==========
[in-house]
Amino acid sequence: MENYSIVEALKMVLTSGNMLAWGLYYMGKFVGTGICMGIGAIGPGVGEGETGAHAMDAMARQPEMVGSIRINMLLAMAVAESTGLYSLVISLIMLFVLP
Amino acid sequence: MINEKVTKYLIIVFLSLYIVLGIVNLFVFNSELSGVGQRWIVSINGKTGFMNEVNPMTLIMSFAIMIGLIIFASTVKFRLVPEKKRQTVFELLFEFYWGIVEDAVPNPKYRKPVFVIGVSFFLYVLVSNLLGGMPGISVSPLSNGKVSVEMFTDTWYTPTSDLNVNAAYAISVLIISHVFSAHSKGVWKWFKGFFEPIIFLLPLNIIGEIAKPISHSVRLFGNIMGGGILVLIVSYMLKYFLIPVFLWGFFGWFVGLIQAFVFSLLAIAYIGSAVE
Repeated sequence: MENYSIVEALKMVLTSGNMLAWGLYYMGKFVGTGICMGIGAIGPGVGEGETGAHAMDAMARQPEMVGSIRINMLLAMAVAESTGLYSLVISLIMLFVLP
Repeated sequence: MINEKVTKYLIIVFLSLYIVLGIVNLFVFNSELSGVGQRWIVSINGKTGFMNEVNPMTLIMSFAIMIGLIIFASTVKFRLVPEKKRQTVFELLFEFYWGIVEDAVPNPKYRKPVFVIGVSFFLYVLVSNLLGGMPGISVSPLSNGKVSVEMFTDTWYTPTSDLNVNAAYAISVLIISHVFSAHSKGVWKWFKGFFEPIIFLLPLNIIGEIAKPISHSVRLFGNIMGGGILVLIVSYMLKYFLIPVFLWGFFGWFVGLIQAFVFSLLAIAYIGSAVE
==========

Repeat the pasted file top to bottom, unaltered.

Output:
[in-house]
Amino acid sequence: MENYSIVEALKMVLTSGNMLAWGLYYMGKFVGTGICMGIGAIGPGVGEGETGAHAMDAMARQPEMVGSIRINMLLAMAVAESTGLYSLVISLIMLFVLP
Amino acid sequence: MINEKVTKYLIIVFLSLYIVLGIVNLFVFNSELSGVGQRWIVSINGKTGFMNEVNPMTLIMSFAIMIGLIIFASTVKFRLVPEKKRQTVFELLFEFYWGIVEDAVPNPKYRKPVFVIGVSFFLYVLVSNLLGGMPGISVSPLSNGKVSVEMFTDTWYTPTSDLNVNAAYAISVLIISHVFSAHSKGVWKWFKGFFEPIIFLLPLNIIGEIAKPISHSVRLFGNIMGGGILVLIVSYMLKYFLIPVFLWGFFGWFVGLIQAFVFSLLAIAYIGSAVE
Repeated sequence: MENYSIVEALKMVLTSGNMLAWGLYYMGKFVGTGICMGIGAIGPGVGEGETGAHAMDAMARQPEMVGSIRINMLLAMAVAESTGLYSLVISLIMLFVLP
Repeated sequence: MINEKVTKYLIIVFLSLYIVLGIVNLFVFNSELSGVGQRWIVSINGKTGFMNEVNPMTLIMSFAIMIGLIIFASTVKFRLVPEKKRQTVFELLFEFYWGIVEDAVPNPKYRKPVFVIGVSFFLYVLVSNLLGGMPGISVSPLSNGKVSVEMFTDTWYTPTSDLNVNAAYAISVLIISHVFSAHSKGVWKWFKGFFEPIIFLLPLNIIGEIAKPISHSVRLFGNIMGGGILVLIVSYMLKYFLIPVFLWGFFGWFVGLIQAFVFSLLAIAYIGSAVE